The concept behind Fly.Union's debut album "The Greater Than Club" is simple. The execution is anything but.

The concept behind Fly.Union's debut album "The Greater Than Club" is simple. The execution is anything but.

"It's a club, I guess," explained Iye, one-third of the Columbus hip-hop group. "It's a loose gathering of likeminded people. It started with shallow beginnings, but it evolved into a lifestyle of being great regardless of what you do - school, work, music, art, whatever it is."

Few artists live up to the common mantra "Be all you can be" like this crew has with "The Greater Than Club." The album feels like a dream, a densely layered cruise through the trio's collective headspace. Each track presents a snapshot of ambitious young socialites looking to get rich, bed women and rule the world.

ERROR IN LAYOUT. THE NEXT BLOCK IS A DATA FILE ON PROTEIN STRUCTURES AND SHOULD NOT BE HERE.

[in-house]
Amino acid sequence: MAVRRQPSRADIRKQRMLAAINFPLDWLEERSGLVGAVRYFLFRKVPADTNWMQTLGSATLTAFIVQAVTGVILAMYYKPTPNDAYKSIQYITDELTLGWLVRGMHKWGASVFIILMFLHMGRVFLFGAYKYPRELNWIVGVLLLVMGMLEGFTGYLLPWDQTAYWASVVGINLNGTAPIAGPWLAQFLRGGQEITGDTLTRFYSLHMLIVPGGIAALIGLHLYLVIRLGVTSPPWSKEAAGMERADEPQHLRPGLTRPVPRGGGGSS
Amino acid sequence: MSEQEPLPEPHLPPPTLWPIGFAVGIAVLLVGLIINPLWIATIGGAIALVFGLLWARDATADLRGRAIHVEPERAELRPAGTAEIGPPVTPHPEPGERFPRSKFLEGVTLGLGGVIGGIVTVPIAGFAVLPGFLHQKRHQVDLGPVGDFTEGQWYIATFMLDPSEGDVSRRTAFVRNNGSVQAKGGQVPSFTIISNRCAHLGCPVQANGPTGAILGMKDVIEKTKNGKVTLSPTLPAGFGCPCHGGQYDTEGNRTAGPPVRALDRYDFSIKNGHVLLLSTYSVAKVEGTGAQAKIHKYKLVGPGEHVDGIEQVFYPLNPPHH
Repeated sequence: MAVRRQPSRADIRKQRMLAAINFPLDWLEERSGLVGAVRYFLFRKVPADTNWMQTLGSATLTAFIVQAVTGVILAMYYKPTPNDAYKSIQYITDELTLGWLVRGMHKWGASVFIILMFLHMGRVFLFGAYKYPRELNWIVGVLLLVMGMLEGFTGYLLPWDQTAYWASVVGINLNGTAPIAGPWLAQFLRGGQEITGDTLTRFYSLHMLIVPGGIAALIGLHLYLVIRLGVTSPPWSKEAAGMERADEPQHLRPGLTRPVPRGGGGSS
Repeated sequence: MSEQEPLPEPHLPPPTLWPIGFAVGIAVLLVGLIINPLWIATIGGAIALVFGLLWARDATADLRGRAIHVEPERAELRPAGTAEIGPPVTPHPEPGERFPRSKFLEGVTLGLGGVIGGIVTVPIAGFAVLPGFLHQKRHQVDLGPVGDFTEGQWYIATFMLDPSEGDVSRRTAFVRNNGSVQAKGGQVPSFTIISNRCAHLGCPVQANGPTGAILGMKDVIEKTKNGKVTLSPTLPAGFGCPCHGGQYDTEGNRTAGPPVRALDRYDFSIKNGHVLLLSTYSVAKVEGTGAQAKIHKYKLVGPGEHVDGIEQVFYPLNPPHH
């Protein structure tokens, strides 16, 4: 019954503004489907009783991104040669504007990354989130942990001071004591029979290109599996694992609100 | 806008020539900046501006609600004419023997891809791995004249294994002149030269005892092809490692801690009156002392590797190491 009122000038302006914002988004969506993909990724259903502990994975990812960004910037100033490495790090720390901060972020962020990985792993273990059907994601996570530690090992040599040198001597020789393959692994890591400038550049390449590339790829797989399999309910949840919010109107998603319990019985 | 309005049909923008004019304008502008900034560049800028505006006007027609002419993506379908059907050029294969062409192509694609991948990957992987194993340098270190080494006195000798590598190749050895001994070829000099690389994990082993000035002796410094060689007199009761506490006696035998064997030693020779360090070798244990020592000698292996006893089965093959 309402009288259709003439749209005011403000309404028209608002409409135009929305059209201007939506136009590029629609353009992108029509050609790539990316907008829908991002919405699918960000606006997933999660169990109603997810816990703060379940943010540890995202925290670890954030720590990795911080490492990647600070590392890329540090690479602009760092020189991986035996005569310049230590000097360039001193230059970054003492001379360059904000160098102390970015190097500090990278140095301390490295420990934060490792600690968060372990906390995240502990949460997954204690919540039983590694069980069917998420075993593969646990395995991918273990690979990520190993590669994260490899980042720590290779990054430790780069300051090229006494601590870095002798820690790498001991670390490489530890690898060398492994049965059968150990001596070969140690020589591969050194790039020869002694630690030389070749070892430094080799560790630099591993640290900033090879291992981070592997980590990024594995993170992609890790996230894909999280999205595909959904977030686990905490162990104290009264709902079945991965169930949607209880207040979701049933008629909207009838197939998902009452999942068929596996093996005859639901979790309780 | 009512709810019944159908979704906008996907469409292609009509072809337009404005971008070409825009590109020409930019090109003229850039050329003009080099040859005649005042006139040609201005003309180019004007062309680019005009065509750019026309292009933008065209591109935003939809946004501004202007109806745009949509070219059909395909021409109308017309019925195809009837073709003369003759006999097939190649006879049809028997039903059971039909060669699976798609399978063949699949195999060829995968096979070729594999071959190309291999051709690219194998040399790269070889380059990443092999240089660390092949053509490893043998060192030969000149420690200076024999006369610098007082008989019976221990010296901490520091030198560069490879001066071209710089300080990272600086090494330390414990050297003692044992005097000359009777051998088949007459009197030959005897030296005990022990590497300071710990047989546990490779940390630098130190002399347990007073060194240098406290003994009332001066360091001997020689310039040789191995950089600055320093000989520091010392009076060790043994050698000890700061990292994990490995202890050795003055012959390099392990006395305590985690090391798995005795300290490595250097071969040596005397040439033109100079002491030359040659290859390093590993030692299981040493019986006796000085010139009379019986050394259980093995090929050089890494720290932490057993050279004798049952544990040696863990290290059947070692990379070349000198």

All the excess feels strange coming from a group that once released "Gold Chain (On Credit)," a smart critique of rappers who buy jewelry before paying their bills. But with powerful fans like LeBron James, who frequently tweets about his love for Fly.Union, they could be on their way to payday after all. And if they've embraced the aspiration approach, they've done it with finesse; lead lyricist Jerreau finds countless ways to reinvent and rephrase affluence rap.

Lush layers of keyboard and smartly snared samples lend an almost literary quality to Fly.Union's tales of young women, old champagne and too much money. As producers, they've come a long way since fledgling 2007 compilation "Kill Fly.U."

"There's a lot of music in it," Swifa said. "It's not just straight drums and a snare."

Guest spots from Dom Kennedy, Pac Div and B.J. the Chicago Kid lend "TGTC" some blogger cred, but it's truly Fly.Union's event. Appropriately, they're celebrating in a big way this week, with a show in Atlanta on Thursday followed by a concert with Lil B Friday at the Newport. Look for more big gigs on the horizon.

"The more music we put out, the more shows we get," Jerreau said. "We're just ready to hit the road and rock out."